Cannabis MSO Ascend Wellness expecting 280E tax refunds

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Cannabis multistate operator Ascend Wellness Holdings says it has filed amended federal tax returns for several years and expects to receive refunds, becoming the latest U.S. marijuana company to seek the return of tariffs paid under Section 280E of the Internal Revenue Code.

Ascend revealed limited details of its tax strategy during a Tuesday call to discuss its fourth-quarter earnings.

Chief Financial Officer Mark Cassebaum said the New York-based company has amended its federal tax returns for 2020, 2021 and 2022.

“We plan to file (our) 2023 federal return as a normal corporate taxpayer, excluding 280E,” Cassebaum said during his prepared remarks.

“As a result of these amendments, we expect these refunds to cover our 2023 federal tax obligations.”

Rebecca Koar, Ascend’s executive vice president of investor relations and strategy, confirmed in an email to MJBizDaily that the anticipated tax “refunds are mostly pertaining to 280E obligations.

“If refunds are received, we expect the refunds will cover our non-280E 2023 tax obligations,” Koar added.

“Going forward we expect to begin to pay our non-280E (tax) obligations in 2024, but still withhold the 280E obligation.”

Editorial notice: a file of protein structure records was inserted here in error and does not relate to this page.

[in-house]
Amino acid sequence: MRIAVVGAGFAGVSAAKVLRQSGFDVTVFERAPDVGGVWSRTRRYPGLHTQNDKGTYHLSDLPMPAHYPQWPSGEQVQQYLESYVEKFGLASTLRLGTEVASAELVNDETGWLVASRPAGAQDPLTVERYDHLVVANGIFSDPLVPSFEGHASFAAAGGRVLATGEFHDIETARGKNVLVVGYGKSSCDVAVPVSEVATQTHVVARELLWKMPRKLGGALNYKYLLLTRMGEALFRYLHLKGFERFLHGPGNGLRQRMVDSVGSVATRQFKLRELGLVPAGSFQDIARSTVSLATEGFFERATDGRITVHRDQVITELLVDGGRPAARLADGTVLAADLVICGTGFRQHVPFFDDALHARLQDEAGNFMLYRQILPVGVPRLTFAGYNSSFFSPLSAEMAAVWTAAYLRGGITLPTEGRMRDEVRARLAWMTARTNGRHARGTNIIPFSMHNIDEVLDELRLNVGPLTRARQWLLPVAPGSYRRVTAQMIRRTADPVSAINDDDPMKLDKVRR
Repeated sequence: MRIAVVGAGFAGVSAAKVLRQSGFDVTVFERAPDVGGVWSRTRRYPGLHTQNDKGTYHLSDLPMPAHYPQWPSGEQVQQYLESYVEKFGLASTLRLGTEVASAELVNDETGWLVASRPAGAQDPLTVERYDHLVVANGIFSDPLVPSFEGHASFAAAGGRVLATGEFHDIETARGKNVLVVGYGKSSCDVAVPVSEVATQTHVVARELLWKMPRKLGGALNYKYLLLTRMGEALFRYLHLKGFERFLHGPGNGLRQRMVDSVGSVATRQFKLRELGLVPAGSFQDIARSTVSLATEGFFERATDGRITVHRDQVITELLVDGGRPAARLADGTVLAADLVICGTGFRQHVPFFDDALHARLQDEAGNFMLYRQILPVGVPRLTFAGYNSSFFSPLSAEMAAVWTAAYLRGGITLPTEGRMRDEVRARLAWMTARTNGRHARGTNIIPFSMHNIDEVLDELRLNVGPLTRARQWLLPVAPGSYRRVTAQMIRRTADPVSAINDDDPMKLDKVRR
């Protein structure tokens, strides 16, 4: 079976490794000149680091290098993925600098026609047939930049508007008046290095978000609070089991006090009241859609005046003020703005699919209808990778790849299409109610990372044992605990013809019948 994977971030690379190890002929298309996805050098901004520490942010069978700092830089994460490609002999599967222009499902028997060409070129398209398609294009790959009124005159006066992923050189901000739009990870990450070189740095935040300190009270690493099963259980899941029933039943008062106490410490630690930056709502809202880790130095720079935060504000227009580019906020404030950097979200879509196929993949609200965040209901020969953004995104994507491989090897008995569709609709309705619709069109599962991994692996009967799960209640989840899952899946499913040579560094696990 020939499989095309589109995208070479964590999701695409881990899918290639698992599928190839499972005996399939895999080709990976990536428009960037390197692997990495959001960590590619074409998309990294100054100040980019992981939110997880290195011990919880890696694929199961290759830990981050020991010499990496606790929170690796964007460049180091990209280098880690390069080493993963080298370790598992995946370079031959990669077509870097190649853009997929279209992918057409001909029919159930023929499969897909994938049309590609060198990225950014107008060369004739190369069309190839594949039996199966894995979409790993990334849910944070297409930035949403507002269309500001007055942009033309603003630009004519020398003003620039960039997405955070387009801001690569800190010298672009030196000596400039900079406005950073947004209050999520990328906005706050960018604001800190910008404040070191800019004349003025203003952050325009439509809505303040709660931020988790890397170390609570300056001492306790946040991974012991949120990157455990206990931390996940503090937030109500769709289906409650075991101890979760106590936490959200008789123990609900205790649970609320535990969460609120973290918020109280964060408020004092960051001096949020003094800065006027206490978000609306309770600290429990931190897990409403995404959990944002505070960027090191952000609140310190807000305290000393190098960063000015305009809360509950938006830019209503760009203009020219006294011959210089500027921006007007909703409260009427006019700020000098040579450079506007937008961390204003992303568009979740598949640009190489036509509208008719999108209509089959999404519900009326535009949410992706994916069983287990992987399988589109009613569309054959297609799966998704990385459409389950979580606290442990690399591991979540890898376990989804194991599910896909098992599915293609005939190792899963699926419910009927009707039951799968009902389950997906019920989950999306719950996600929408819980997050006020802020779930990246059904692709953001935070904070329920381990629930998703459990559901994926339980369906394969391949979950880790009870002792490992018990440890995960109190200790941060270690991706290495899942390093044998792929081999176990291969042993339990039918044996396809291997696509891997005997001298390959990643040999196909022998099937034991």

Ascend did not specify how much it expects to receive in tax refunds.

Florida-headquartered MSO Trulieve Cannabis surprised the regulated marijuana industry in late February when it reported receiving $113 million in refunds for taxes paid under 280E.

Then, a Curaleaf Holdings executive said last week that company was “(continuing) to evaluate our stance on legal challenges to the application of 280E.”

Ascend leadership on Tuesday touted the company’s positive cash from operations and free cash flow.

“This puts us in a very strong position, as we recently began active discussions to refinance our debt, which is due in August of 2025,” Ascend Executive Chair and founder Abner Kurtin said in prepared remarks.

Ascend’s fourth-quarter net revenue was $140.2 million, increasing 25% over the same quarter in 2022 and decreasing 0.8% from the previous quarter.

CFO Cassebaum attributed the flat sequential revenue to “declines in Illinois retail, being partially offset by wholesale growth in New Jersey and Massachusetts, as well as the opening of three new stores within the quarter and strengthening of our Pennsylvania retail stores.”

Ascend posted a net loss of $19.3 million for the quarter ended Dec. 31, 28.5% higher than its net loss for the fourth quarter of 2022.

On a full-year basis, net revenue grew 27.8% in 2023 to $518.6 million.

Ascend’s net loss for all of 2023 was $48.2 million, 40.4% lower than its 2022 full-year net loss.

The firm reported $72.5 million in cash at the quarter’s end.

Solomon Israel can be reached at